Admittedly Heathrow is trying to engage with students and young people through a plethora of innovative formats such as social media, letterbox flyers, and the adoption of simpler language. Yet given that most young people are still either clueless of details of the expansion or still see the expansion as solely unsustainable and environmentally damaging, despite the aforementioned work that the airport is doing to become environmentally sustainable, it is clear that this approach does not seem to be enough.
YouGov focus groups have found that many students in the area complain that they have not received communications from Heathrow at all, and those that have argue that the information is greatly biased in favour of the expansion. Some go as far as to say that communications are simply ‘airport propaganda.’ Others argue that Heathrow reaching out to them is simply a token gesture and that in reality their concerns as young people in the local area are not actually taken into account. Many also express the need for Heathrow to address the negative impacts of their expansion project, and the work that they are doing to mitigate these effects.
Mr Holland-Kaye outlines that ‘people might not be aware of what we are doing, but we have heard the feedback and (we) are taking action.’ But, one has to ask whether this is the best approach? On the one hand it is reassuring that Heathrow are taking the issues of the younger generation seriously; however, on the other hand, their lack of direct successful communication with this age demographic may be counterproductive. As shown from the YouGov focus groups, most of the younger generation feel extremely disconnected and disheartened by the expansion proposals. Ironically, in reality their concerns are being dealt with effectively; however, if students in the area are not being relayed this information then Heathrow is not going to build a good rapport with the community, as evident by protestors like Extinction Rebellion. It is clear that Heathrow are working towards developing and expanding in a sustainable manner. Therefore, if they want to increase support for their expansion proposals from students they need to better communicate how they are actively addressing their concerns.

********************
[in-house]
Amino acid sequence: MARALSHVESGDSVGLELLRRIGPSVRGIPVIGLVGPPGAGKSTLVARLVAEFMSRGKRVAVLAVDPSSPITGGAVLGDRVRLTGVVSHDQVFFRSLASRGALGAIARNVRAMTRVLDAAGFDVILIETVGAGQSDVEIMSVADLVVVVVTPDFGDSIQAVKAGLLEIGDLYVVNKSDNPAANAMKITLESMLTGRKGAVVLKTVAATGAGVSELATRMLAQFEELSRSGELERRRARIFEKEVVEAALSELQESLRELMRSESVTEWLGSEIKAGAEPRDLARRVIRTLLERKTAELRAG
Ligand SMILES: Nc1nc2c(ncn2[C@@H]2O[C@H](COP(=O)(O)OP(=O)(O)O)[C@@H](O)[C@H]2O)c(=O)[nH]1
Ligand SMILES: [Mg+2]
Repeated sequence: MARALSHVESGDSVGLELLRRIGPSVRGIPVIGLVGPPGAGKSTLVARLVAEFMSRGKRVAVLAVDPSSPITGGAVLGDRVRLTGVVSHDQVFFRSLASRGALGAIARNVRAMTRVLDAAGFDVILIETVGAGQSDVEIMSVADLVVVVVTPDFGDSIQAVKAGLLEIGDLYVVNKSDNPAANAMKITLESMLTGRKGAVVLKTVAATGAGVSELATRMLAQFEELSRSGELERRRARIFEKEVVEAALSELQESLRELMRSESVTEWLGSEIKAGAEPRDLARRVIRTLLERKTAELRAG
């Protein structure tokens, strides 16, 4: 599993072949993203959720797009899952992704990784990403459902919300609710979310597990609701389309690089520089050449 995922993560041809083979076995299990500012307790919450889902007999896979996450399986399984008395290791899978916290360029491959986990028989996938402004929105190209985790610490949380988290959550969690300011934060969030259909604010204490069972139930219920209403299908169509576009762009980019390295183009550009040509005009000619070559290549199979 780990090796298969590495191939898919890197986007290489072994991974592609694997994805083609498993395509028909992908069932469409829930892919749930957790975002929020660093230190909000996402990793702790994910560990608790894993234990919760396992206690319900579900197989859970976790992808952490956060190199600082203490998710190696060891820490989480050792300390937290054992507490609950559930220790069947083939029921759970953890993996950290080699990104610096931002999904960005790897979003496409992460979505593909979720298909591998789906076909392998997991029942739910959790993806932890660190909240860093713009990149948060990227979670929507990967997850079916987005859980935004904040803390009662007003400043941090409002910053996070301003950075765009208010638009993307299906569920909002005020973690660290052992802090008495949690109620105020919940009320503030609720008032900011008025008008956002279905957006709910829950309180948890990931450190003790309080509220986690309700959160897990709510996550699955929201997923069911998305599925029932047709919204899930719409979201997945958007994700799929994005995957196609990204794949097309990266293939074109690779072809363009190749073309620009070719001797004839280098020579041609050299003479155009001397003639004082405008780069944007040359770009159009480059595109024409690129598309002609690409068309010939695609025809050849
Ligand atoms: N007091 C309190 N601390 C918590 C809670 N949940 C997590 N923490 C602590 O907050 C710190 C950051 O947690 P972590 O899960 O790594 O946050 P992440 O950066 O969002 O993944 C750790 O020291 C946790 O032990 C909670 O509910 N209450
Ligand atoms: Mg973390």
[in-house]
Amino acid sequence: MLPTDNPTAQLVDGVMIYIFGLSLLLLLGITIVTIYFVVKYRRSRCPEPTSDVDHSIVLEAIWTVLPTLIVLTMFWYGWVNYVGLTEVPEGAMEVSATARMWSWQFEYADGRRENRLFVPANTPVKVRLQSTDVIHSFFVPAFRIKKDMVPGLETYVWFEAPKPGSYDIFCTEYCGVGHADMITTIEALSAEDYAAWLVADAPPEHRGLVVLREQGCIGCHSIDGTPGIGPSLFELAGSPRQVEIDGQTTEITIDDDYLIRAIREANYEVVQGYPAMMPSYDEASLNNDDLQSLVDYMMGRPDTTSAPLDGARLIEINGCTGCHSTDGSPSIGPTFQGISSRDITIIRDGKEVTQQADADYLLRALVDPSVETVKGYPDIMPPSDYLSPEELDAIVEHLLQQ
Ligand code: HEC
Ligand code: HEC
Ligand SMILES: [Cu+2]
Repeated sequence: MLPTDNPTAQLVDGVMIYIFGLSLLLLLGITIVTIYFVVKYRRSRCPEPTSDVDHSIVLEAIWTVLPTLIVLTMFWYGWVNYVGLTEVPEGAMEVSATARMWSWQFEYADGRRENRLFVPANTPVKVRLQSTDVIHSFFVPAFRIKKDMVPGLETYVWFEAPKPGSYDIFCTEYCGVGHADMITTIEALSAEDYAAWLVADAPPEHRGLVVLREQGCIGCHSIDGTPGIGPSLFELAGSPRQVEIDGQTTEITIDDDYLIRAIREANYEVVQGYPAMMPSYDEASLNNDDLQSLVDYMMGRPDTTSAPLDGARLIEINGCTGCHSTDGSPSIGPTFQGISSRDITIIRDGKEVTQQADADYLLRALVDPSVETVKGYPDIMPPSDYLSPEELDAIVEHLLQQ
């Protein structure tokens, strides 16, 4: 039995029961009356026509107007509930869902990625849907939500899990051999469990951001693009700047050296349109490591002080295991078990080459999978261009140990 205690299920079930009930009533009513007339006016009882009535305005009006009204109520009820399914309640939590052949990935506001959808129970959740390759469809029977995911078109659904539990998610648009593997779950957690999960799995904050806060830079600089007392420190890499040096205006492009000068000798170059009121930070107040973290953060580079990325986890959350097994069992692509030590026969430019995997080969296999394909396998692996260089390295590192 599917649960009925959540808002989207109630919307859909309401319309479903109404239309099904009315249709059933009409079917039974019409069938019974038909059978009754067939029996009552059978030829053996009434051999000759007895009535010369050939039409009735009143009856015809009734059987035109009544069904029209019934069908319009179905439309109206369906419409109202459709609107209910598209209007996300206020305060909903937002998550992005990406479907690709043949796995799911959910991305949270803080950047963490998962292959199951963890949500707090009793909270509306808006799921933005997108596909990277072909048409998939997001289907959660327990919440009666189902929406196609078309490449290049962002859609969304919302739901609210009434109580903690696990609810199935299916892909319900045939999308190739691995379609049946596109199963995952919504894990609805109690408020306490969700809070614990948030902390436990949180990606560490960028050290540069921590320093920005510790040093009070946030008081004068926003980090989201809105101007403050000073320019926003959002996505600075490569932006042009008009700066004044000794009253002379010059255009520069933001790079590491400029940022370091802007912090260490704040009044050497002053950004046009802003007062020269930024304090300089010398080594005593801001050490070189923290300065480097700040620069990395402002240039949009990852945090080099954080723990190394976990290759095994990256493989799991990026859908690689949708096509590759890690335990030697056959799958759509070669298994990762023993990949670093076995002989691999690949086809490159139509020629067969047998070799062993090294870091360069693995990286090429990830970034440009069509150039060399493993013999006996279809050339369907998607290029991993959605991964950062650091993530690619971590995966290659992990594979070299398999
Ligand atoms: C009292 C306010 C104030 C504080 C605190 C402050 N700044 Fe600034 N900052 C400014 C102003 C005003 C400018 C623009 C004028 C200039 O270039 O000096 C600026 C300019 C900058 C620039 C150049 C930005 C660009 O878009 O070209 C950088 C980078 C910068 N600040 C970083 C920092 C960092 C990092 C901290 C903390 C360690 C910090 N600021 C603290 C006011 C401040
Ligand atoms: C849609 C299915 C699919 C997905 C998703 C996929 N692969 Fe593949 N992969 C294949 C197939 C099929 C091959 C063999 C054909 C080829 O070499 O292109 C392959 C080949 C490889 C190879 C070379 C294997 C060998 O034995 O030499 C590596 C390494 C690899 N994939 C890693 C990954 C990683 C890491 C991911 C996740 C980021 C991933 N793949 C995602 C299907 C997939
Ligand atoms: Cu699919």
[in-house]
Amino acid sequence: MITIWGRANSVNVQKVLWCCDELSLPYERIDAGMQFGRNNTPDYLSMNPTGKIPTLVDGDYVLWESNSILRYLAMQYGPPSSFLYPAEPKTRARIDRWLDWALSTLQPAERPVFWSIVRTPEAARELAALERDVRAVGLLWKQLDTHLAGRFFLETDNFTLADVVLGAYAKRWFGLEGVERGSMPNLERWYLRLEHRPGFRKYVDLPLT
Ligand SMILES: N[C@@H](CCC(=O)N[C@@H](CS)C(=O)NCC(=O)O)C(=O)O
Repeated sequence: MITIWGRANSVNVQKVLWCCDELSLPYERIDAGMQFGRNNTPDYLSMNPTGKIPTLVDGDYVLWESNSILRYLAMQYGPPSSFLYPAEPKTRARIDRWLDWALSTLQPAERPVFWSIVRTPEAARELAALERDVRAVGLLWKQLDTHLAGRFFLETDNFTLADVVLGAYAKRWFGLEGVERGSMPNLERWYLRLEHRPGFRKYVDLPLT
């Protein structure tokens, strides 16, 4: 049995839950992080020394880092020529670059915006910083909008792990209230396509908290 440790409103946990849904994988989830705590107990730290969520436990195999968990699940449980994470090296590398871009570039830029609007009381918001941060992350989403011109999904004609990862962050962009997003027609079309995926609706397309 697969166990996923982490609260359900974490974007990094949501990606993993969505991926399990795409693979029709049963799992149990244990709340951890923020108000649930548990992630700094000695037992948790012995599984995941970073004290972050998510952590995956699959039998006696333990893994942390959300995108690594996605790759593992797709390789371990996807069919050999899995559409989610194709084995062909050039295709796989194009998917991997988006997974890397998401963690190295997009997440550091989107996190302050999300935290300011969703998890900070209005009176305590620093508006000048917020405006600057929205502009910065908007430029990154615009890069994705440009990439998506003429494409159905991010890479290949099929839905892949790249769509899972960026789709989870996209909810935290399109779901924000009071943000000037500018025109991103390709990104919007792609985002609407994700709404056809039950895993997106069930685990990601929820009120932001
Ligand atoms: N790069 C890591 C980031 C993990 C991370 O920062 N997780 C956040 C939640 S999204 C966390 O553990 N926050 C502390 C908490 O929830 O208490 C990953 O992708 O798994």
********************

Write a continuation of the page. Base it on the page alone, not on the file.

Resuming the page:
‘Change won’t happen by the Government. It will happen by businesses,’ Mr Holland-Kaye states. Heathrow is an airport that has immense global influence. As they expand they are looking into new innovative ways of working without carbon and becoming more economically and environmentally sustainable. Environmental concerns are evidently at the forefront of their expansion projects. If they can do this successfully, then then others will follow. Heathrow will be, he argues, ‘a force for good to make this happen.’
Alisa is studying International Relations at Durham University.